The Canadian Air Transport Security Authority is a Crown corporation responsible for securing specific elements of the air transportation system—from passenger and baggage screening to screening airport workers.

Reducing Security Queues

Previously, YHZ had six lanes that were 13 meters long each. Now, it has four CATSA Plus lanes, each stretching for 28 meters. The lanes themselves are 21 meters long, plus 7 meters for queue space at the front and back for passenger flow. 

Because the passenger checkpoint is located adjacent to the aircraft apron, the airport had to extend its terminal footprint by 12 meters onto the apron to accommodate the longer lanes. Overall, the extension was about 90 meters long. 

CATSA Spokesperson Christine Langlois notes that the new lanes combine the latest equipment, technology and processes that have been successfully tested at various airports over the last few years. 

“The new CATSA Plus concept involves replacing standard screening lines with high-performance lines, while also addressing CATSA’s vision for seamless security,” says Langlois. “The ‘plus’ represents enhanced security effectiveness and a more pleasant experience through the checkpoint for air travelers, as the new lines allow for improved customer service and passenger flow.”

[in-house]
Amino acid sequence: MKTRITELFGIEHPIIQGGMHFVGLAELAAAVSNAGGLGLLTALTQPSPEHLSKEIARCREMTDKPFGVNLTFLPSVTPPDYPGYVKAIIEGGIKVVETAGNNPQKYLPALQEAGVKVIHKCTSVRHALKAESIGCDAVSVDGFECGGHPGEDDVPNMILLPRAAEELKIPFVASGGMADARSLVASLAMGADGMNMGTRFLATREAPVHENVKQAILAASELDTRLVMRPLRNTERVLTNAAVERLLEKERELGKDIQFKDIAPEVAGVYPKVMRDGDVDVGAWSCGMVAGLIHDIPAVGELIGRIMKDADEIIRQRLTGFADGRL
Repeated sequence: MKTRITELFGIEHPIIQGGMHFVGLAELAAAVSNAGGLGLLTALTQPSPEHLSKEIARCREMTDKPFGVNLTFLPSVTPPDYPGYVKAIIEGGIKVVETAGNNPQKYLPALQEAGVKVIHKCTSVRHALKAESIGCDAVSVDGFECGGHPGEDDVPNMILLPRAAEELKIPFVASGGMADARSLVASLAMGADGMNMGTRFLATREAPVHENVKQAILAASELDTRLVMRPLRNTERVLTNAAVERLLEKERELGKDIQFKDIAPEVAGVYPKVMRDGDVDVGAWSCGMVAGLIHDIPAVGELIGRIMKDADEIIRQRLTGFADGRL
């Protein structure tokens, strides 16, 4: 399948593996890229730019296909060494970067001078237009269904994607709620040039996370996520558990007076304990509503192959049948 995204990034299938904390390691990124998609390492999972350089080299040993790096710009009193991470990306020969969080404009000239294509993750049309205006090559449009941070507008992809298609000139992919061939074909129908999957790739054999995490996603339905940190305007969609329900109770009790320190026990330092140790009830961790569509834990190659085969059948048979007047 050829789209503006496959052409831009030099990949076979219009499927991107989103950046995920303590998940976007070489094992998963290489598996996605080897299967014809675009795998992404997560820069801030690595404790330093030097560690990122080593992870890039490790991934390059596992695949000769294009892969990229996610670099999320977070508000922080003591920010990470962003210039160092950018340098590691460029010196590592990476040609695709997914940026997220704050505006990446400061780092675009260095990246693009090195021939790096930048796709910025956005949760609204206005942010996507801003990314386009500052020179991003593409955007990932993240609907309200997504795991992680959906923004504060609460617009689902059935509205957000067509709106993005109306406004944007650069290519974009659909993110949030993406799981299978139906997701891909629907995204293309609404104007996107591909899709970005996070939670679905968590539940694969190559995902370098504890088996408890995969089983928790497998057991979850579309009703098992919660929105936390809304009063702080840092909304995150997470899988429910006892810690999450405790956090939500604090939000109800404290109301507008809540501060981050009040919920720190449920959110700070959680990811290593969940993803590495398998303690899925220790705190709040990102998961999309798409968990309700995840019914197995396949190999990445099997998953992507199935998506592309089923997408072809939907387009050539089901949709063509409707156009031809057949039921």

One visible feature of the new system is parallel divest stations, which permit up to four passengers to place their belongings in bins at the same time. This allows faster, more experienced travelers to move through the checkpoint quickly, while slower passengers can take their time without being rushed. Conveyor belts for the X-ray machines run continuously to further reduce slowdowns. 

“Images are sent to the screeners in a nearby room; and whatever screener is available to look at an image takes it,” Bouchard explains. “That actually moves the bags through the screening process more quickly as well.” 

The system also allows screening officers to reject bins and redirect them to a separate search lane for additional screening. Motorized rollers automatically return empty bins to the front of the line, eliminating the need for officers to manually perform the task.

A bin tracking system assigns a unique ID tag to each bin, and a camera photographs each bin before it enters the X-ray machine. Photos make it easier for officers to identify items during the inspection process.

At the end of the lanes, an expanded area with more benches and tables makes it easier—and faster—for passengers to repack their belongings and continue their journeys.

Additional Objectives

The recent expansion also increased operational space for airlines and concession offerings for passengers. 

“While the heart of the project was to create more capacity for screening, we also recognized that airlines would have a need for additional airside space for apron operations in the next three to four years,” explains Bouchard. “We took advantage of the fact that we were undergoing construction so the space could accommodate those uses as well.”